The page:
Three hundred farms worth of water was lost when California increased the flow of the Oroville Dam to avoid a larger failure.
Top image: Oroville Dam spillway damage with active water flow. Source: KQED
The Oroville Dam is a key piece of California's water infrastructure. At 770 feet, it's the tallest dam in the United States and forms one boundary of massive Lake Oroville, the second-largest man-made lake in California that can hold 3.5 million acre-feet of water. The power plant fed by this dam alone can produce 812 megawatts (MW), enough to power about 650,000 homes. And water from Lake Oroville's reservoir helps irrigate about 755,000 acres of California farmland while providing municipal drinking water to over 25 million people.
In February of 2017, a major incident took place here that affected millions of Californians and had major repercussions in California's agricultural industry.
A crisis builds
Beginning in October 2016, an epic and unprecedented series of 30 storms passed over the California. These storms radically reversed the worst-ever drought in California's history that stretched for five years. As storms continued to wet the state, aquifers refilled. Dry soils became very wet. All of the new rainfall had nowhere to go but straight to watercourses including Lake Oroville.
This massive amount of water and saturated soil was too much even for the Oroville Dam spillway to take. Without emergency sandbags from helicopters and nonstop work by Oroville Dam's engineers, the spillway would have failed. And failure would have meant the unthinkable: a catastrophic tidal wave of millions of gallons of water and debris bursting into the town of Oroville just below the dam.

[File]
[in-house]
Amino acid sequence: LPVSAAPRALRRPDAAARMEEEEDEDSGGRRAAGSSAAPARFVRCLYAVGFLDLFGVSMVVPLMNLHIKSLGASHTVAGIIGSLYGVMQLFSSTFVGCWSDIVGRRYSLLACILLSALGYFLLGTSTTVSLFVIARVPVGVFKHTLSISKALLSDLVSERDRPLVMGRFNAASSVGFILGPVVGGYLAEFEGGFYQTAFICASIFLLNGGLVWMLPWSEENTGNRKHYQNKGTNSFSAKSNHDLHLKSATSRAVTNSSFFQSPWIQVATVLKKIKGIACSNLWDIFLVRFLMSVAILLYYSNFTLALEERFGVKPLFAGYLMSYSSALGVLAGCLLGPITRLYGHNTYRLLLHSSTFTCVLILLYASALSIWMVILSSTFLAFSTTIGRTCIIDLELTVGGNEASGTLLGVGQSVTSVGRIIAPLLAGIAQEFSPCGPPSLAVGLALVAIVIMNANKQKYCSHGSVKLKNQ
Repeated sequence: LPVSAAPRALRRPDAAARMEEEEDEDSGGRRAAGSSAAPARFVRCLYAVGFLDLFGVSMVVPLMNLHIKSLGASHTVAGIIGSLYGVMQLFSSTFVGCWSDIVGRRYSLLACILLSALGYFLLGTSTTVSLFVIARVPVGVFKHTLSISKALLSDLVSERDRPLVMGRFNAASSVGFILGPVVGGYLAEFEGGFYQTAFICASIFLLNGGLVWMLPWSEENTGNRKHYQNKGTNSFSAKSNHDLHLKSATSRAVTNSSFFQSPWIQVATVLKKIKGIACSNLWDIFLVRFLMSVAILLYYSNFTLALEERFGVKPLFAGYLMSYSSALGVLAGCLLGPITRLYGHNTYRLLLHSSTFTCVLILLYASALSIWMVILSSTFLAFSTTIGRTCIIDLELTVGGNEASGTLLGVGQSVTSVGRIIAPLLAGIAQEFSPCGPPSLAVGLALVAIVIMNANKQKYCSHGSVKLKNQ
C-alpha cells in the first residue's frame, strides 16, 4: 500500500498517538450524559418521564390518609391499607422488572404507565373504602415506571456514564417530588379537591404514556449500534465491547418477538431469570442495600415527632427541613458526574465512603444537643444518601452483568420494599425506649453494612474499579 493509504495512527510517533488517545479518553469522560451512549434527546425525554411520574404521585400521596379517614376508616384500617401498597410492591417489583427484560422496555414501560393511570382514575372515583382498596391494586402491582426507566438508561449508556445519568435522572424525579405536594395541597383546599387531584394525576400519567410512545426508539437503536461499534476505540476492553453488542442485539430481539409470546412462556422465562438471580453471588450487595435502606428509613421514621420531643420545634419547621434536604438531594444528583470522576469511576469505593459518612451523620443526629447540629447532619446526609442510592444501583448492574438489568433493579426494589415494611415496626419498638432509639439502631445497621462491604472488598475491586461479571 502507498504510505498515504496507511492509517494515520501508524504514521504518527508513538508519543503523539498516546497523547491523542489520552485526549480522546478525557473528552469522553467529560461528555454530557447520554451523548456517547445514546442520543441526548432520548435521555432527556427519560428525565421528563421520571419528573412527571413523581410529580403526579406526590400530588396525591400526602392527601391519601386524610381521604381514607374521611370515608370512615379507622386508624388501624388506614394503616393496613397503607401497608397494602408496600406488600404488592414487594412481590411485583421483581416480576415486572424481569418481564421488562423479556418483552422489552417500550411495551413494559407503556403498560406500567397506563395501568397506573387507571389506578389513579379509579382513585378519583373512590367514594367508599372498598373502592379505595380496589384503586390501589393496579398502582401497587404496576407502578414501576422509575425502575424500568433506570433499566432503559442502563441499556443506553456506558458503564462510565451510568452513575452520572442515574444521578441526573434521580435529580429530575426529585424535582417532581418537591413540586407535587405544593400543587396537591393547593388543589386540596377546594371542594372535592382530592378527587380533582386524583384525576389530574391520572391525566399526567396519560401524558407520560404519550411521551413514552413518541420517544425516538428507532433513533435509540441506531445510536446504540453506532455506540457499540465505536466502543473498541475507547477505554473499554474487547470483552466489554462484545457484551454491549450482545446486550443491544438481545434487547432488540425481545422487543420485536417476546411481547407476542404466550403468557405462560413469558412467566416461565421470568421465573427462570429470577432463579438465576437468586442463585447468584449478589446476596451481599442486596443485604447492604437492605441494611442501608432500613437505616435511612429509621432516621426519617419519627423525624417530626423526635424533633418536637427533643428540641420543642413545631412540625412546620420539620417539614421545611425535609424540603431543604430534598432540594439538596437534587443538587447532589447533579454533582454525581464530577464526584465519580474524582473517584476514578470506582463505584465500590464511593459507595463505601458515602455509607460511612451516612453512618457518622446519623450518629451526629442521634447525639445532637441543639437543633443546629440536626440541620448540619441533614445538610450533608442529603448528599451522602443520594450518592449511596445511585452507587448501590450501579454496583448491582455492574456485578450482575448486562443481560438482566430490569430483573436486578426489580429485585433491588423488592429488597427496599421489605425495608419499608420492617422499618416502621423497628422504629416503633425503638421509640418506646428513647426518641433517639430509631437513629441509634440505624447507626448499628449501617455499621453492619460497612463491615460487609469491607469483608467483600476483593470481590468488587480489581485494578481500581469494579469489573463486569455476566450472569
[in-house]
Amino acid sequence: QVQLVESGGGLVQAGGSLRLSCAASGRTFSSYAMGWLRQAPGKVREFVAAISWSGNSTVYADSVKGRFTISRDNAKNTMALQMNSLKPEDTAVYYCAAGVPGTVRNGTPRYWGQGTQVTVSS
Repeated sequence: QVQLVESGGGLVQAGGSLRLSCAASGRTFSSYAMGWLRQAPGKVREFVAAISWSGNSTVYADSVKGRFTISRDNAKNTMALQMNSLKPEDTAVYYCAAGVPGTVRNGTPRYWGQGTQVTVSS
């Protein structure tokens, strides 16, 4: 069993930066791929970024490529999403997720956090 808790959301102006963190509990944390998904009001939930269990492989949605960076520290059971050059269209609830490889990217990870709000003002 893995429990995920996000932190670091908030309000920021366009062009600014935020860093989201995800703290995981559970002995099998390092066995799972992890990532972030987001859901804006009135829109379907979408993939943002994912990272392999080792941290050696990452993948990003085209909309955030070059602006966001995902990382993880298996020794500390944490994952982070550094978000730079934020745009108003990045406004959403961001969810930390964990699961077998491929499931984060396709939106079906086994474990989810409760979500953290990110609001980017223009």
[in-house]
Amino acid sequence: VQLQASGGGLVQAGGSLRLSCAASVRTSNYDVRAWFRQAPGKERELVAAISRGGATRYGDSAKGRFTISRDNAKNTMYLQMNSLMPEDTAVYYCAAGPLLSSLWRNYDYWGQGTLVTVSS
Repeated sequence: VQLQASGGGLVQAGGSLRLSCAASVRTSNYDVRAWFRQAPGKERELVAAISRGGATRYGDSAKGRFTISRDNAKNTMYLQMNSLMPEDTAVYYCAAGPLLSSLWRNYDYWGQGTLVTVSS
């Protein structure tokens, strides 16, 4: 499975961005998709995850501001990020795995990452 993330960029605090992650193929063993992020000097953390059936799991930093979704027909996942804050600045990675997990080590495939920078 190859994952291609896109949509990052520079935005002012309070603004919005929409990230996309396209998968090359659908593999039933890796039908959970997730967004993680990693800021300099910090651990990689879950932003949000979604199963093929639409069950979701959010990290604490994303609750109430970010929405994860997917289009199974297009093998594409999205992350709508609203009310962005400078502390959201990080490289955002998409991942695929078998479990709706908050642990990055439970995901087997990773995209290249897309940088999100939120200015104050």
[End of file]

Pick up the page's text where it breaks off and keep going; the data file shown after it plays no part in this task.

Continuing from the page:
Huge amounts of water are lost
During the Oroville Dam crisis, in an attempt to slow erosion of the emergency spillway, engineers increased the water flow over the main dam spillway to 100,000 cubic feet per second (cfs). But what does 100,000 cubic feet of water really mean? To put that large number into perspective, it's equivalent to:
- 741,800 gallons (roughly the volume of an Olympic swimming pool)
- 2.3 acre-feet (roughly the volume delivered in an 8-hour irrigation set by a 150HP well pump)
And that's just the amount of water cascading over the spillway every second! Discharging water at that rate for an entire day would equal about 198,000 acre-feet. That's as much water as 300 farms might use over an entire year.
What solutions do we have?
One of the real tragedies of the Oroville Dam incident was simply the water that could've gone to farms but literally cascaded down the spillway. Water is a precious resource in California. We need to use it efficiently so that future generations can benefit as much as we have.
With Wexus' software platform, California's growers have the tools to effectively manage both water and energy usage to get more drops and watts per crop, and are ready when unpredictable water emergencies like the Oroville Dam incident strike.
Nathan Taylor, P.E. is an Energy Engineer with Wexus Technologies, Inc. Nate eats energy and water data for breakfast and is an expert at dodging car and foot traffic while riding his scooter in San Francisco.